Regarding the actual judgement and its philosophical background
The constitutional court in fact had three main points in its justification of the judgement:
- Because you can never now if your actions provide the desired outcome, i.e. if the alternative would really have been worse. You produce facts and exclude the possibility of probably better alternatives by this. Do you know that the torture will make him speak? Do you know it does help anything because the victim is not already dead? Do you know that the men and women on this plane will not decide themselves for sacrificing their lives or can overcome the terrorists? No, you do not. You only claim to have this knowledge you cannot possibly have.
=> Kantian point against consequentialistic reasoning, e.g. in his On a supposed right to lie from philanthropy
- Because you would help them show that you are in no sense morally superior, giving up your values you pretend to hold higher than anything else if it fits you. Therefore it would help the cause of the terrorists.
=> I am not aware of any particularly philosophical writing that adresses this argument, but it seems good.
- Legally, there is no alternative! The highest value of German constitution (Grundgesetz) is human dignity (article 1, sentence 1), not human life (article 2, sentence 2). Torture as well as weighing up lives (plane example) does not take human dignity as absolute value for granted, it rejects it. The German constitution (alongside with the Universal Declaration of Human Rights and the Charter of Fundamental Rights of the European Union, btw!) forbids calculus like this.
=> This also corresponds with the strong kantian tradition in Germany, because the human dignity as inviolable, absolute value is a kantian concept first expressed in his Groundwork of the Metaphysics of Morals (1785), Ak. 435. The very first formulation of dignity in this sense is by Samuel von Pufendorf more than 100 years earlier in De iure naturae et gentium libri octo (1672) as a reaction to Hobbes' Leviathan, so that v. Pufendorf can be considered the ancestor of dignity and public international law [Völkerrecht] in the modern sense.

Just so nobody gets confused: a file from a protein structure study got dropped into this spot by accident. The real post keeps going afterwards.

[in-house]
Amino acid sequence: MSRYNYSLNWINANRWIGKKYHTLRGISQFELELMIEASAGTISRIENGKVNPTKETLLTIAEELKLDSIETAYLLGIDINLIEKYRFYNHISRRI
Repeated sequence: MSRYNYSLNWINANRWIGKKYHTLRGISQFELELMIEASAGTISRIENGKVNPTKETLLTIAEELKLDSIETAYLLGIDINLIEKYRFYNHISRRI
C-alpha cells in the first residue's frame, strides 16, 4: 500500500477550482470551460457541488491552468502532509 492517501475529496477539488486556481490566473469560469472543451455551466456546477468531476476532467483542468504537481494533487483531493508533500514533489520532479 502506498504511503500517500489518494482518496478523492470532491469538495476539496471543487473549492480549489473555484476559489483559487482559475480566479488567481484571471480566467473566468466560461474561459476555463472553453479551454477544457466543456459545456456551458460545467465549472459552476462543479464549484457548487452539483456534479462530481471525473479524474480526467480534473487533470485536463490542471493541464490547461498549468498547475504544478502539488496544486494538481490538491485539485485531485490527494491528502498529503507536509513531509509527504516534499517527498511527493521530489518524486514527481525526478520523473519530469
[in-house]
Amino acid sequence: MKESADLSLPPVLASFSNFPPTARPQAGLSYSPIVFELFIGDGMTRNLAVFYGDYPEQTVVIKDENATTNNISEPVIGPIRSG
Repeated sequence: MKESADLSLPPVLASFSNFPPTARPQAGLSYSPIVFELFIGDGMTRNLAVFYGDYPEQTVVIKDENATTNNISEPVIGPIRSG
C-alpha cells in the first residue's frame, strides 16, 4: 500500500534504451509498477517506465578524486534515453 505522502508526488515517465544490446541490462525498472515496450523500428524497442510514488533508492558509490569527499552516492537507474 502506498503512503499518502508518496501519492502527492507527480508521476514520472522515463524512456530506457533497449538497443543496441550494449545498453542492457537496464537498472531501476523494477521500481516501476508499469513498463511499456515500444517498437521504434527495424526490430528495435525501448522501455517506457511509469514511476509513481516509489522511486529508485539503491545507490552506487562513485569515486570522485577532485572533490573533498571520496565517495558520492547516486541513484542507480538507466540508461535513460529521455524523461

Regarding the ethical principles and consequences
So the philosophical point behind this reasoning (and the three probably most influential formulations of human rights of the last 70 years) is that while other fundamental/human/basic rights (whatever they are called) can be relativised, the one that constitutes humanity as such, human dignity, must not. And this is in the end a thought that emerged in the era of Enlightenment, embodied by kantian moral philosophy.
Yes, there may be consequences that some individuals hold to be unintentional and undiserable. It will have negative consequences for the welfare of individuals that seem injust. But this is the framework of values we have given ourselves and made them constitutional for our society exactly because it is thought (with Kant) to be the best for human society as a whole. In fact, injustice will be done either way, because the causing acts are injust. This is why we need law (this is the standard thought e.g. of Kant, Fichte and Hegel in their philosophy of law).
Books on that topic
Regarding Kant's own reasons for and conceptions of human dignity:
Sensen, Oliver: Kant on Human Dignity
Regarding the kantian understanding of human rights and the relations between these frameworks:
Follesdal, Andreas and Maliks, Reidar (eds.): Kantian Theory and Human Rights
Appendix regarding the German constitution in particular
The only way to change this in Germany is making a new constitution, because article 1 and 20 cannot be changed and are eternal as long as this constitution is in effect (Article 79, sentence 3 Grundgesetz). This includes the human dignity as highest, absolute (i.e. not to be relativised) value (article 1) and the main rules for the government: Federal structure, rule of law, democracy, representative government, sociality and the right to resist against anyone who actively tries to change any of these (article 20). Perhaps you can now conceive how important it was for the men that formulated the Grundgesetz not to open dignity for ethical calculus, especially after the cruelties and terror of WWII that showed how important the absoluteness of dignity is.
If you are interested to learn more about the structure and values of the German Grundgesetz (basically, the first 17 articles represent the valuation of basic rights according to their order), there is an official translation available (also in PDF) here.